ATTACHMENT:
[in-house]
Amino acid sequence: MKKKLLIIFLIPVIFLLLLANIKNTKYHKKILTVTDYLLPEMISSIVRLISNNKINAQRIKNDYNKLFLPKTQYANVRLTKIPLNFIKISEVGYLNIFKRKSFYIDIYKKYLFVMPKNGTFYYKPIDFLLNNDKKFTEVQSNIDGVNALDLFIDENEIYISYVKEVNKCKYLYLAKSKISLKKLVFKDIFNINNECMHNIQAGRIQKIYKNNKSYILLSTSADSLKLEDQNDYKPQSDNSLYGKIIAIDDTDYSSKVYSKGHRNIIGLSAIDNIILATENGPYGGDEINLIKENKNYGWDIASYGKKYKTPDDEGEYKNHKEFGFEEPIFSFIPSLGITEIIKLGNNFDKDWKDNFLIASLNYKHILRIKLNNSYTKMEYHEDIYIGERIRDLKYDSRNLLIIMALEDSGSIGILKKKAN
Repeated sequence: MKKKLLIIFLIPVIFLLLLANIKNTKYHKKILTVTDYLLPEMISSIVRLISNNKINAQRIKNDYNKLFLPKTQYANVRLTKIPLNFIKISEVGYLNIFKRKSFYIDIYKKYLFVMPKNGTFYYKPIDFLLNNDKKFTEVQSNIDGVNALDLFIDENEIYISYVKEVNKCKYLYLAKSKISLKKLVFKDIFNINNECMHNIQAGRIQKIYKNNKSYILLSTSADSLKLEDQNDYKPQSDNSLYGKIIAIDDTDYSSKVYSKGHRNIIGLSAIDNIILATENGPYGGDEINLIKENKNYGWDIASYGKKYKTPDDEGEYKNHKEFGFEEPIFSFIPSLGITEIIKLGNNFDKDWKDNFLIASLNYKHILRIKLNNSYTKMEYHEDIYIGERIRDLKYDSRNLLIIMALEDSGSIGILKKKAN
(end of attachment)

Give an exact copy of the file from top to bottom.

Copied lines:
[in-house]
Amino acid sequence: MKKKLLIIFLIPVIFLLLLANIKNTKYHKKILTVTDYLLPEMISSIVRLISNNKINAQRIKNDYNKLFLPKTQYANVRLTKIPLNFIKISEVGYLNIFKRKSFYIDIYKKYLFVMPKNGTFYYKPIDFLLNNDKKFTEVQSNIDGVNALDLFIDENEIYISYVKEVNKCKYLYLAKSKISLKKLVFKDIFNINNECMHNIQAGRIQKIYKNNKSYILLSTSADSLKLEDQNDYKPQSDNSLYGKIIAIDDTDYSSKVYSKGHRNIIGLSAIDNIILATENGPYGGDEINLIKENKNYGWDIASYGKKYKTPDDEGEYKNHKEFGFEEPIFSFIPSLGITEIIKLGNNFDKDWKDNFLIASLNYKHILRIKLNNSYTKMEYHEDIYIGERIRDLKYDSRNLLIIMALEDSGSIGILKKKAN
Repeated sequence: MKKKLLIIFLIPVIFLLLLANIKNTKYHKKILTVTDYLLPEMISSIVRLISNNKINAQRIKNDYNKLFLPKTQYANVRLTKIPLNFIKISEVGYLNIFKRKSFYIDIYKKYLFVMPKNGTFYYKPIDFLLNNDKKFTEVQSNIDGVNALDLFIDENEIYISYVKEVNKCKYLYLAKSKISLKKLVFKDIFNINNECMHNIQAGRIQKIYKNNKSYILLSTSADSLKLEDQNDYKPQSDNSLYGKIIAIDDTDYSSKVYSKGHRNIIGLSAIDNIILATENGPYGGDEINLIKENKNYGWDIASYGKKYKTPDDEGEYKNHKEFGFEEPIFSFIPSLGITEIIKLGNNFDKDWKDNFLIASLNYKHILRIKLNNSYTKMEYHEDIYIGERIRDLKYDSRNLLIIMALEDSGSIGILKKKAN